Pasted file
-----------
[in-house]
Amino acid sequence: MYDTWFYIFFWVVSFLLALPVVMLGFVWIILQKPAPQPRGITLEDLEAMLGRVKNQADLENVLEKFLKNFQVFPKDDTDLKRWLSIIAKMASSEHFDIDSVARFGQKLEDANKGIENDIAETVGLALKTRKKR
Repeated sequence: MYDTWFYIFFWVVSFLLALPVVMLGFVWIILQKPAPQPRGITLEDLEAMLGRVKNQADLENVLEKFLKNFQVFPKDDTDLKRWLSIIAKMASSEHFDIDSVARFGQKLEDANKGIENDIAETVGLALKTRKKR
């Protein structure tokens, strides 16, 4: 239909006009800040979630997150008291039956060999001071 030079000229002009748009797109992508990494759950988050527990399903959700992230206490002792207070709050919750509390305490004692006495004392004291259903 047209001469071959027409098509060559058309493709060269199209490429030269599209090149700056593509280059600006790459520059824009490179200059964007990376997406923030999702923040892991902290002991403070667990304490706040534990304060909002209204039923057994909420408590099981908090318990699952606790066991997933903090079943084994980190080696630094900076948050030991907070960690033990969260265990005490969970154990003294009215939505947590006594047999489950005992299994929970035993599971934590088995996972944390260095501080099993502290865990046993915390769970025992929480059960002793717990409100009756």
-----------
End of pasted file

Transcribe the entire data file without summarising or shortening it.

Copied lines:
[in-house]
Amino acid sequence: MYDTWFYIFFWVVSFLLALPVVMLGFVWIILQKPAPQPRGITLEDLEAMLGRVKNQADLENVLEKFLKNFQVFPKDDTDLKRWLSIIAKMASSEHFDIDSVARFGQKLEDANKGIENDIAETVGLALKTRKKR
Repeated sequence: MYDTWFYIFFWVVSFLLALPVVMLGFVWIILQKPAPQPRGITLEDLEAMLGRVKNQADLENVLEKFLKNFQVFPKDDTDLKRWLSIIAKMASSEHFDIDSVARFGQKLEDANKGIENDIAETVGLALKTRKKR
């Protein structure tokens, strides 16, 4: 239909006009800040979630997150008291039956060999001071 030079000229002009748009797109992508990494759950988050527990399903959700992230206490002792207070709050919750509390305490004692006495004392004291259903 047209001469071959027409098509060559058309493709060269199209490429030269599209090149700056593509280059600006790459520059824009490179200059964007990376997406923030999702923040892991902290002991403070667990304490706040534990304060909002209204039923057994909420408590099981908090318990699952606790066991997933903090079943084994980190080696630094900076948050030991907070960690033990969260265990005490969970154990003294009215939505947590006594047999489950005992299994929970035993599971934590088995996972944390260095501080099993502290865990046993915390769970025992929480059960002793717990409100009756």